Target cells are red blood cells whose abnormally high surface-area-to-volume ratio gives them a ‘bullseye’-like appearance. They are characterized by darker regions at the center and periphery of the cell, with a paler region between the two. These target-like bands are caused by a large cell membrane surface area and an uneven distribution of hemoglobin within the cell. Target cells are associated with a variety of medical conditions including hemoglobinopathies, liver disease, iron deficiency anemia, and splenectomy.
What Are Target Cells?
Target cells (AKA codocytes) are red blood cells that have a target-like appearance. When viewed under a microscope, they look like a ‘bullseye’ with a dark center and dark outer ring, and a paler region between the two.
This banded appearance is caused by an uneven distribution of hemoglobin, which is concentrated in the middle and at the periphery of the cell.
Structure of Target Cells
The ‘bullseye’-like appearance of target cells is due to an uneven distribution of hemoglobin within the cell, which is caused by an increase in cell membrane-to-volume ratio. They essentially have an excess of lipid membrane, which causes them to take on a bell shape when circulating in the bloodstream. Hemoglobin is concentrated in the center and the outer edge of these bell-shaped cells. When viewed from above on a slide, the bands of hemoglobin are clearly visible and cause the cells to look like targets.
The increase in surface area to volume ratio of target cells makes them more resistant to osmotic stress. They can take up a larger volume of water than regular red blood cells, and are less likely to burst when placed in a hypertonic solution.
Formation of Target Cells
Target cells are red blood cells with an increased cell membrane-to-volume ratio, which can be caused by one of two things; high cholesterol, or a decrease in cell volume.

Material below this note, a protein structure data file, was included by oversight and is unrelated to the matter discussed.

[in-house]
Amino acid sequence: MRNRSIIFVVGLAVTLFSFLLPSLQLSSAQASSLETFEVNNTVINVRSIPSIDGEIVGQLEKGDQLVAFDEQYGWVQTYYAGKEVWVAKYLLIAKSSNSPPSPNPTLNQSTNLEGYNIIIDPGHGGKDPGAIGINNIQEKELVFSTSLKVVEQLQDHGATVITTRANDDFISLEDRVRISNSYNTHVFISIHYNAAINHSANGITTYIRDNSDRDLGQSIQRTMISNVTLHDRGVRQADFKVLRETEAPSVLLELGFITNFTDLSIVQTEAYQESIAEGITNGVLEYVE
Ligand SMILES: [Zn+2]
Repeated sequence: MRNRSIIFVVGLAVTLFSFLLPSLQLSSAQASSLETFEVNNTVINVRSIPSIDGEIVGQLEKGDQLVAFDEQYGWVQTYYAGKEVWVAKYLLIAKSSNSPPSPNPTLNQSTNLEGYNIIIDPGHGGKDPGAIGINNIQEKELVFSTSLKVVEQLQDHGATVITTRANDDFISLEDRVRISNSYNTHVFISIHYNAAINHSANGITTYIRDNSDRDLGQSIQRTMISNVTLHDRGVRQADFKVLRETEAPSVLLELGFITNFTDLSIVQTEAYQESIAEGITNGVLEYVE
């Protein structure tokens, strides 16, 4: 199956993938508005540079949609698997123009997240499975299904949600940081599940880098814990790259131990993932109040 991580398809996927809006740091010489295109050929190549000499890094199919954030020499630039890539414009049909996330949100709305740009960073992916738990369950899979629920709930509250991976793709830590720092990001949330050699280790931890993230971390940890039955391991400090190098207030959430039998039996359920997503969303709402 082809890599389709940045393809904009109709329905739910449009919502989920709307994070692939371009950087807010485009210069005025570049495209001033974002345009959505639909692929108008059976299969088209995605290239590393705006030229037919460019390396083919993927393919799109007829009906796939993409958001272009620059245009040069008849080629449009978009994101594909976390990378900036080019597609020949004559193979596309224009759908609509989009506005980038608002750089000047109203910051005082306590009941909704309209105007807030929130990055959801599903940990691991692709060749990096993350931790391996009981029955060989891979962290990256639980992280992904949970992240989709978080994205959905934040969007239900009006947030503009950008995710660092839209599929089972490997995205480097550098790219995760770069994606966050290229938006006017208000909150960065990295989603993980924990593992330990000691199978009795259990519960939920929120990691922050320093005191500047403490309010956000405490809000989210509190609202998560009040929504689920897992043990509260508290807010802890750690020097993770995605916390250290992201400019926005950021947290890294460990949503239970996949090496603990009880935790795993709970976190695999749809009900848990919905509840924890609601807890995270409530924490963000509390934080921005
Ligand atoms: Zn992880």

Cholesterol is a key component of the lipid bilayer, so higher levels of cholesterol lead to an increase in the cell surface area. Target cells have more cell membrane relative to their volume and take on a bell-like shape with hemoglobin distributed in the middle and outer edge of the cell. High cholesterol levels can be caused by severe liver disease, especially in cases of obstructive liver disease or lecithin-cholesterol acetyltransferase (LCAT) deficiency.
Target cells can also develop as a result of reduced hemoglobin production and, therefore, decreased cell volume. This can be caused by iron deficiency anemia and certain hemoglobinopathies such as thalassemia, hemoglobin C disease, and sickle cell disease.
Causes of Target Cells
Target cells are linked to a variety of diseases including iron deficiency anemia, certain hemoglobinopathies, and severe liver disease. They also appear in people who have undergone a recent splenectomy.
Obstructive liver disease can lead to a deficiency of the enzyme lecithin-cholesterol acetyltransferase (LCAT). LCAT plays a key role in removing cholesterol from the blood, so a decrease in the activity of this enzyme increases the proportion of cholesterol in the lipid bilayer of red blood cells. This causes expansion of the cell membrane surface area and the consequent formation of target cells.
Iron Deficiency Anemia
Iron is a vital component of hemoglobin, so iron deficiency anemia can lead to a reduction in hemoglobin production. This causes a decrease in blood cell volume and, therefore, an increase in the surface area-to-volume ratio of red blood cells.
Target cells can be caused by various genetic conditions, called haemoglobinopathies, that affect the hemoglobin component of red blood cells. Haemoglobinopathies such as thalassemia, hemoglobin C disease, and sickle cell disease, can all cause an uneven distribution of hemoglobin in red blood cells and lead to the formation of target cells.
One major function of the spleen is to recognize and remove old, damaged, or otherwise faulty red blood cells from circulation. If the spleen is removed, abnormal blood cells will not be removed from the bloodstream as effectively. As a result, the patient may develop increased numbers of target cells.